Death of intellectual curiosity, due diligence and our profession

Over the weekend I read a tweet from a friend and colleague @kevinclauson. The tweet shared a link to an article titled “Young Adults’ Credibility Assessment of Wikipedia”. I don’t have a problem with the article. On the contrary, it just reinforces my dislike of Wikipedia as a healthcare reference source.

From the abstract: “This paper found that a few students demonstrated in-depth knowledge of the Wikipedia editing process, while most had some understanding of how the site functions and a few lacked even such basic knowledge as the fact that anyone can edit the site. Although many study participants had been advised by their instructors not to cite Wikipedia articles in their schoolwork, students nonetheless often use it in their everyday lives.” Kevin also links to the pre-print version of the article here (PDF).

Lately I’ve seen too many references to Wikipedia in the world of healthcare. That’s troubling. I was recently reading a new pharmacy textbook on informatics when I came across a citation that generated some interest in my mind, so I went to the bibliography section of the chapter only to find that the cited reference was Wikipedia. Needless to say I was disgusted. The textbook has received quite a bit of acclaim from many well-respected individuals in the pharmacy informatics community. What’s worse is the author is considered an expert in the field. In my mind the reference to Wikipedia discredits much of what the author had to say. I would have preferred an outright opinion on the subject. Anyway, the book now makes a nice drink coaster on my desk. That’s about all it’s good for.

From The Annals of Pharmacotherpy (Vol. 43, No. 11, pp. 1912-1913): “Approximately 80% of pharmacists use the Internet to obtain drug information. Wikipedia, often found at the top of Internet search results, is a free-access, collaborative, online encyclopedia that can be edited by anyone. Incidents of vandalism have occurred, since the site allows anyone to contribute. For example, an incident occurred in which a fake biography was created as a joke to implicate prominent writer and journalist John Seigenthaler for the assassination of John F Kennedy. It took about 4 months until the fake biography was detected and deleted by Wikipedia. Although Wikipedia does have an internal quality review, the ability of internal editors to find and correct erroneous information may not be timely. As reported by Clauson et al., the information found on Wikipedia may not be complete and accurate, especially in regard to drug information. Published data regarding pharmacists’ use of Wikipedia to obtain drug information is lacking. Therefore, the objective of this study was to measure pharmacists’ use and perception of Wikipedia for obtaining drug information.” – This letter to the editor discusses the results of a questionnaire given to pharmacists regarding the use of Wikipedia for drug information. I was dumbfounded to read that 28% of respondents reported using Wikipedia for drug information. Yikes!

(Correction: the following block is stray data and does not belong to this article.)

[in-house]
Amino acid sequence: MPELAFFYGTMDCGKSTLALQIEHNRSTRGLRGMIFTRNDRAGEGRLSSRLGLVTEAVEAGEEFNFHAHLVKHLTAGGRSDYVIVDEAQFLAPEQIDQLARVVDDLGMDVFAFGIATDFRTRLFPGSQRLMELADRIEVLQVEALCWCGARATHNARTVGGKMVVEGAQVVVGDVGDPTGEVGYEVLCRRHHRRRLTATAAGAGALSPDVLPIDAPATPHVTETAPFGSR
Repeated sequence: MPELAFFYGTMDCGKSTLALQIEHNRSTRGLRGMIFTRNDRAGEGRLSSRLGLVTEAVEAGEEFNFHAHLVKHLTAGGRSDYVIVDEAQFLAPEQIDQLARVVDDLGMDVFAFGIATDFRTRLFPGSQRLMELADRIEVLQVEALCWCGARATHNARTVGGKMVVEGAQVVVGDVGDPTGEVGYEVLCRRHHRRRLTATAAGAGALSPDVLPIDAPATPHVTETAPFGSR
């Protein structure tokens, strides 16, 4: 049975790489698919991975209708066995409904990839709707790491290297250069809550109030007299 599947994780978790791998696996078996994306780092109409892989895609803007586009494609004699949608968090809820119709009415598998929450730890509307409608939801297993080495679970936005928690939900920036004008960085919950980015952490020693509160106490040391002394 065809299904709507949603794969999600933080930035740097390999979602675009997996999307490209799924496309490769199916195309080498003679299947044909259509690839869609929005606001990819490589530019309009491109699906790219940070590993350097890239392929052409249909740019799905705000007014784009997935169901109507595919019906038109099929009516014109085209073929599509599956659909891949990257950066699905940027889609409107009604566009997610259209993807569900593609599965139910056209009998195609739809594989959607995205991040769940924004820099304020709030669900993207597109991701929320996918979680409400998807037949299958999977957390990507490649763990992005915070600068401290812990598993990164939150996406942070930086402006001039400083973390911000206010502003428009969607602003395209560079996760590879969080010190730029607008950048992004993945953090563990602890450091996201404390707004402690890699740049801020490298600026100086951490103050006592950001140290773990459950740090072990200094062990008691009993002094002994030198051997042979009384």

Unfortunately the item above is part of a bigger trend in pharmacy. Many times I’ve heard older pharmacists talk about how new pharmacists are less prepared to enter the workforce than in recent memory. I’ve always blown that off as it’s hard to remember just how ignorant I was when I graduated from pharmacy school. It took me two years to figure out I didn’t know anything and another five years to learn what I really needed to know. However, maybe there’s something to it after all.

With the advent of the non-traditional PharmD, the shortage of pharmacists for the better part of the last decade and the incredible number of new pharmacy schools, I have to wonder if there’s something to the idea that our profession is slowly becoming watered down. I remember being in pharmacy school, and just how rigorous the literature review process was. There were certain things you just didn’t do, and among them were referencing things similar to Wikipedia – as Wikipedia didn’t actually exist at the time. Crud, we weren’t allowed to reference secondary literature, Micromedex or even certain journals that were considered sketchy. When we quoted something of any significance it was expected that we obtained that information from a credible primary literature source. Boy have things changed.

Yesterday I wrote a blog post for another website preaching the bright future of pharmacy secondary to the HITECH Act and the PPMI from ASHP. However, I think we may have a bigger problem if we can’t get ahold of pharmacists at the most basic level of our profession. We are highly trained, intelligent professionals and we should strive to behave in a manner that is above reproach. Using questionable reference material and watering down education because we need more pharmacist certainly isn’t the way to go about it.

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